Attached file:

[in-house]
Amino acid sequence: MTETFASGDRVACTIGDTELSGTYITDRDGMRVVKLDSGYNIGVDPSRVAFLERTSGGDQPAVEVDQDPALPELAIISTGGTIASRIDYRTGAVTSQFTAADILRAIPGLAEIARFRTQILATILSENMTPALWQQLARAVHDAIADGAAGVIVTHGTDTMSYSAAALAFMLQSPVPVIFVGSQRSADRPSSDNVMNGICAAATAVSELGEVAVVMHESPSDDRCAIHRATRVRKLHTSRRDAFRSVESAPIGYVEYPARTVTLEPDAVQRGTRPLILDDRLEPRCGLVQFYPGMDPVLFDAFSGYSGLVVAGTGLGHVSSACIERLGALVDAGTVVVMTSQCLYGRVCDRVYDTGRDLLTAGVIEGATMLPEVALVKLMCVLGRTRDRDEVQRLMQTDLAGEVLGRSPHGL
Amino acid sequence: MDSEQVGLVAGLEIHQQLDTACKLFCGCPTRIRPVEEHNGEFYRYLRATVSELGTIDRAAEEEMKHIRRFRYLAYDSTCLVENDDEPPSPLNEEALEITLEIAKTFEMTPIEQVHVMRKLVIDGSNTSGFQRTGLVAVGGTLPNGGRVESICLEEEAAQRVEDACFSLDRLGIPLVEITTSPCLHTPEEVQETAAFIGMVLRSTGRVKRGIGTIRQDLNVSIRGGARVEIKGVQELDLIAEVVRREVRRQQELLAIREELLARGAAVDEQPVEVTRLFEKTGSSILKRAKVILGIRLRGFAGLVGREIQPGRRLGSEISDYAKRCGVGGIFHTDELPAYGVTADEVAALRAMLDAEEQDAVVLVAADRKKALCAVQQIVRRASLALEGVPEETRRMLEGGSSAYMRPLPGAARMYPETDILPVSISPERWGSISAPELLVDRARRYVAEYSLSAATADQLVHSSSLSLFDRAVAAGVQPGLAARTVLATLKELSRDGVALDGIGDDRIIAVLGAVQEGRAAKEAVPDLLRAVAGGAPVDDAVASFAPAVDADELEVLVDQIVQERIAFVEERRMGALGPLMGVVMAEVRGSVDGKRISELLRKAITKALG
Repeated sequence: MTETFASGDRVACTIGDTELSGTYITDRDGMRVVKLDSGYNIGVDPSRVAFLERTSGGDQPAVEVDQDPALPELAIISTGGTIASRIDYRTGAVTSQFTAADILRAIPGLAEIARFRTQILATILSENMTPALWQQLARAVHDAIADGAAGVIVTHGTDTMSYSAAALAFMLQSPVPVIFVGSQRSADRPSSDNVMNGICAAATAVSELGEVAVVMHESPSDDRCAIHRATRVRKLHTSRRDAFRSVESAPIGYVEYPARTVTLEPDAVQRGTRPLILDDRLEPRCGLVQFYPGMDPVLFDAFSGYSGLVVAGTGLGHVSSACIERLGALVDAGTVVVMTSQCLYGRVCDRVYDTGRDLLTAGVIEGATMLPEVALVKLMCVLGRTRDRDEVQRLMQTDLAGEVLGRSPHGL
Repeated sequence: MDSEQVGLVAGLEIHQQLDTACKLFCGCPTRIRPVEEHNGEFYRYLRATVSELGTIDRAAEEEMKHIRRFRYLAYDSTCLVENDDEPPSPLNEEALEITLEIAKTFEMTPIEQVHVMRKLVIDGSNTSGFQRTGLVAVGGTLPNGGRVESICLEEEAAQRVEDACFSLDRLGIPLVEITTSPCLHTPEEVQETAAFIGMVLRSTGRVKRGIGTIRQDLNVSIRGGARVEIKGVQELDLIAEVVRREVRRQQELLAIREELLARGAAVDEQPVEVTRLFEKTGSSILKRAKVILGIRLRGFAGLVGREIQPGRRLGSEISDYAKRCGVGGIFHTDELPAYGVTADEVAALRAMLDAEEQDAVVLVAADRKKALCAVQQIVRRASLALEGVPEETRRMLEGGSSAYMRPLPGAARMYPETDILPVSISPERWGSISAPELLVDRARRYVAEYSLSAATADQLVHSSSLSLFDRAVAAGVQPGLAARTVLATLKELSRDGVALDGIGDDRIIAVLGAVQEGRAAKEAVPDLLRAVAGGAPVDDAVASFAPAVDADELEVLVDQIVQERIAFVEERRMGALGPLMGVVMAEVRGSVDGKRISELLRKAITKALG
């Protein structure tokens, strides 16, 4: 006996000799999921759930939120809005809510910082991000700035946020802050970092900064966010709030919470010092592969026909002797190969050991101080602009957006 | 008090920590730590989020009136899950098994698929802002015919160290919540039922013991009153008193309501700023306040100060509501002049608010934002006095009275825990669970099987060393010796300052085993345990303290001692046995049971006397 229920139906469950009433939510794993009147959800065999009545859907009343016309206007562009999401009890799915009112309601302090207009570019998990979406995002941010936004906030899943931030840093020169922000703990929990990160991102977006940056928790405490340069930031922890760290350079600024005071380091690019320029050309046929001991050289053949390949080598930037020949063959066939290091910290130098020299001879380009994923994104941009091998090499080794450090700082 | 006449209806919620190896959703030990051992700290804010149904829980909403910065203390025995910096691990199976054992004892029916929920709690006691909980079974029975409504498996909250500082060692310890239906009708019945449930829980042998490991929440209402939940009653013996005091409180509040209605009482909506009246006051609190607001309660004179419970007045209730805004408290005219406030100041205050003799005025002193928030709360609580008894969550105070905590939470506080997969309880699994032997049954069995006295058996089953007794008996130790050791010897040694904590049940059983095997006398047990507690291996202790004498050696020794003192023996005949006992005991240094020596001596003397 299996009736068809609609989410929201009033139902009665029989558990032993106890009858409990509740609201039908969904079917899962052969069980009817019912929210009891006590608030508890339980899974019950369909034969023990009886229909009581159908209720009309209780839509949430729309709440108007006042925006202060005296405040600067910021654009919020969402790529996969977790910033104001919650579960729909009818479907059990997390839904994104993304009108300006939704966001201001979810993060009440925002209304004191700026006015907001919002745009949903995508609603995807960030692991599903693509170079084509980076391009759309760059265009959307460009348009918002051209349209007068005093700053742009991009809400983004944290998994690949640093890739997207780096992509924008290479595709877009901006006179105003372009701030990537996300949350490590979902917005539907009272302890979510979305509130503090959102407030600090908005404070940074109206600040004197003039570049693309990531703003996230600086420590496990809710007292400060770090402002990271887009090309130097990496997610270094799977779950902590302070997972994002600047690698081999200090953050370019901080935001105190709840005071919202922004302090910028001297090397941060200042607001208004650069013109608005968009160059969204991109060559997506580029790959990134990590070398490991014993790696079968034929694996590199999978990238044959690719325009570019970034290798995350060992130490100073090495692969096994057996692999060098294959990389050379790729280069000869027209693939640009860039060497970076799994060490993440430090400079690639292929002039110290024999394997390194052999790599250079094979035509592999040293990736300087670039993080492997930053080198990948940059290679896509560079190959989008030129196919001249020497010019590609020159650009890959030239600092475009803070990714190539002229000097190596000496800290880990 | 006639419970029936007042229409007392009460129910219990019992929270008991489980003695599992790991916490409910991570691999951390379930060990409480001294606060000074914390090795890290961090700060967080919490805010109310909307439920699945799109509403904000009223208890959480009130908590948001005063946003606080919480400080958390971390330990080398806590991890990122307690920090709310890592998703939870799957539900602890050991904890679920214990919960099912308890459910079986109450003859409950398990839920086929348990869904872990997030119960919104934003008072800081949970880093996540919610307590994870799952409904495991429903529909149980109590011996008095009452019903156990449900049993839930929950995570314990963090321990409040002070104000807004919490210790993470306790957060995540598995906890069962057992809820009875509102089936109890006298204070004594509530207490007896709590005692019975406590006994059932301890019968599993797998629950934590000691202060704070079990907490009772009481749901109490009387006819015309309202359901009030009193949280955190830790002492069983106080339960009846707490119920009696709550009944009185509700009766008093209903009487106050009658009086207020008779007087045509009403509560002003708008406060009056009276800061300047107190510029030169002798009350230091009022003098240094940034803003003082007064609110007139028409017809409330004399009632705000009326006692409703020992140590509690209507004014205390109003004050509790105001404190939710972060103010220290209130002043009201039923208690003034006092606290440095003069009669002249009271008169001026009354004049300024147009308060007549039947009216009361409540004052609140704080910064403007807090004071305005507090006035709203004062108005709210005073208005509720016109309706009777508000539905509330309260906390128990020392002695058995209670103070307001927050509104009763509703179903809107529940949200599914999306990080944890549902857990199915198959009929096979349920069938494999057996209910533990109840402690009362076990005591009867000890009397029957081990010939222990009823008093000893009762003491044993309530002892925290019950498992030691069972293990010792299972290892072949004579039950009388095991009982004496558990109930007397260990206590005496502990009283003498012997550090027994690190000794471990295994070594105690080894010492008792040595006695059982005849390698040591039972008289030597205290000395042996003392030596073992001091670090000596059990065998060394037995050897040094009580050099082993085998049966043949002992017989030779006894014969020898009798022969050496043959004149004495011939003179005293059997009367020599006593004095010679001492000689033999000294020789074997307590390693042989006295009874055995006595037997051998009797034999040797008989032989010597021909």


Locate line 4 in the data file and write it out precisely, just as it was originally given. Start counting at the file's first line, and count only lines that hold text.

Repeated sequence: MTETFASGDRVACTIGDTELSGTYITDRDGMRVVKLDSGYNIGVDPSRVAFLERTSGGDQPAVEVDQDPALPELAIISTGGTIASRIDYRTGAVTSQFTAADILRAIPGLAEIARFRTQILATILSENMTPALWQQLARAVHDAIADGAAGVIVTHGTDTMSYSAAALAFMLQSPVPVIFVGSQRSADRPSSDNVMNGICAAATAVSELGEVAVVMHESPSDDRCAIHRATRVRKLHTSRRDAFRSVESAPIGYVEYPARTVTLEPDAVQRGTRPLILDDRLEPRCGLVQFYPGMDPVLFDAFSGYSGLVVAGTGLGHVSSACIERLGALVDAGTVVVMTSQCLYGRVCDRVYDTGRDLLTAGVIEGATMLPEVALVKLMCVLGRTRDRDEVQRLMQTDLAGEVLGRSPHGL